Is the Wedding Worth the Debt?

Physician's Money DigestJuly 2007
Volume 14
Issue 7

With the average wedding costing $27,000, couples need to consider whether the cost of their special day is worth more than a secure financial future. Ask yourself the following questions:

  • What is your total debt? Add up all debts owed by you and your fiancé. Consider how the wedding costs are diverting funds from paying these debts. A debt-free future might not sound romantic, but it certainly diminishes one of the major issues that sink many marriages— money problems.
  • How's your credit? If you and your future spouse have had money problems, it's not a bad idea to focus on saving and conserving assets. You'll be in a much better position to borrow and invest once bad credit details are removed from your credit report.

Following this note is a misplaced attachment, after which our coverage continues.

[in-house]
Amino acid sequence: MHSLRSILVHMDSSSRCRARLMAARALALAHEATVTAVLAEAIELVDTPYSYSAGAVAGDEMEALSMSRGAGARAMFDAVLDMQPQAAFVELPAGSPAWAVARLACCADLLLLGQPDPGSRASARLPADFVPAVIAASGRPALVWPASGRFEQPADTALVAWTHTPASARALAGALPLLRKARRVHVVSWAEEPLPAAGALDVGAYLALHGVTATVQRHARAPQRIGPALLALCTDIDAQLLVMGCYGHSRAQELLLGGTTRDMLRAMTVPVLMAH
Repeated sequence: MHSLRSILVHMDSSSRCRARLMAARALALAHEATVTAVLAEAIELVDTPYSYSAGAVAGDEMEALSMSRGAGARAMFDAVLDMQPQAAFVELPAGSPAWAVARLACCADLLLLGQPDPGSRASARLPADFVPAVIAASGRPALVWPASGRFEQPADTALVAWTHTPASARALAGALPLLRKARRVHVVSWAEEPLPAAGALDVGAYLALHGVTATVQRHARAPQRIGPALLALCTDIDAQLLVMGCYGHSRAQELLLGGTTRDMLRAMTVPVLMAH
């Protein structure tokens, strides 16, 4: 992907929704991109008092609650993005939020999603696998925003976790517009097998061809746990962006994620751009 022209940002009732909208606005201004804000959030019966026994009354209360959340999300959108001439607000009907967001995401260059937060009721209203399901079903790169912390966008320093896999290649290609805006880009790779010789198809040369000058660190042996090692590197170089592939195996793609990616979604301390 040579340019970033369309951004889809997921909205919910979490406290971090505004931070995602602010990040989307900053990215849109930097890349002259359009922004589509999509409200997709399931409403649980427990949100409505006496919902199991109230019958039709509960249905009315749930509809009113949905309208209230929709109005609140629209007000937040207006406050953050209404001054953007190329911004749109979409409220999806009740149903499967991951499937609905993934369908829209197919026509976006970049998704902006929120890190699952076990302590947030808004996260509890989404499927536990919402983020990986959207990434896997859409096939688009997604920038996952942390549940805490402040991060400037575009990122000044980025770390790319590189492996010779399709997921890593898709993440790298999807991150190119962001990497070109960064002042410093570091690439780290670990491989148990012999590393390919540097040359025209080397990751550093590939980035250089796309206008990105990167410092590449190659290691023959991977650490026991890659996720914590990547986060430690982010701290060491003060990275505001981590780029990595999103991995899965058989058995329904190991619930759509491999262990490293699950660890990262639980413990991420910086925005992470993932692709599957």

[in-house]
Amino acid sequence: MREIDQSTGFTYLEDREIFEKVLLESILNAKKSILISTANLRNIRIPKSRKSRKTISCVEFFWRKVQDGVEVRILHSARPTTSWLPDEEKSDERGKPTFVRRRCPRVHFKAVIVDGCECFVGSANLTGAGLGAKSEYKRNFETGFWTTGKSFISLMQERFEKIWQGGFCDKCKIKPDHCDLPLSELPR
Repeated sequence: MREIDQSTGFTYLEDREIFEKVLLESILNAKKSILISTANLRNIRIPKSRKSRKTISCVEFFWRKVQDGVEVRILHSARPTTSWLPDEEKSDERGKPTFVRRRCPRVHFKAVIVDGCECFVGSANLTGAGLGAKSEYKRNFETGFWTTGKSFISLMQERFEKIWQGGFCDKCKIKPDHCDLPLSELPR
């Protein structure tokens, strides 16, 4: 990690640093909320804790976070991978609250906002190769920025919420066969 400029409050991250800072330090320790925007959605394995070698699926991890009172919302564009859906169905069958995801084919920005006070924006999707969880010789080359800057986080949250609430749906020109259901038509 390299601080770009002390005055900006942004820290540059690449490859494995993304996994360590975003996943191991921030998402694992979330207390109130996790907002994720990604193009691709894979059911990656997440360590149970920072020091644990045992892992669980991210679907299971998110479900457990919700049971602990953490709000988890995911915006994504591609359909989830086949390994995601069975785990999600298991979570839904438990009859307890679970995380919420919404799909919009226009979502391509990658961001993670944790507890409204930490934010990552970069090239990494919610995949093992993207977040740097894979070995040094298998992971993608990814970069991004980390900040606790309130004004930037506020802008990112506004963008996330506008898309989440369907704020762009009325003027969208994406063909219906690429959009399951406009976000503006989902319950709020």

• Time the engagement to a savings goal. Put a budget and savings goal in place from the moment you get engaged. After checking basic prices, set a ballpark figure and then add on an extra amount for contingencies such as gratuities and unforeseen expenses.
  • Keep an open mind. Your reception doesn't have to be the fanciest event in town. Increasingly, couples are looking to alternate venues and creative but affordable choices for the ceremony.

Reprinted with permission from the Financial Planning Association (, the membership organization for the financial planning community.

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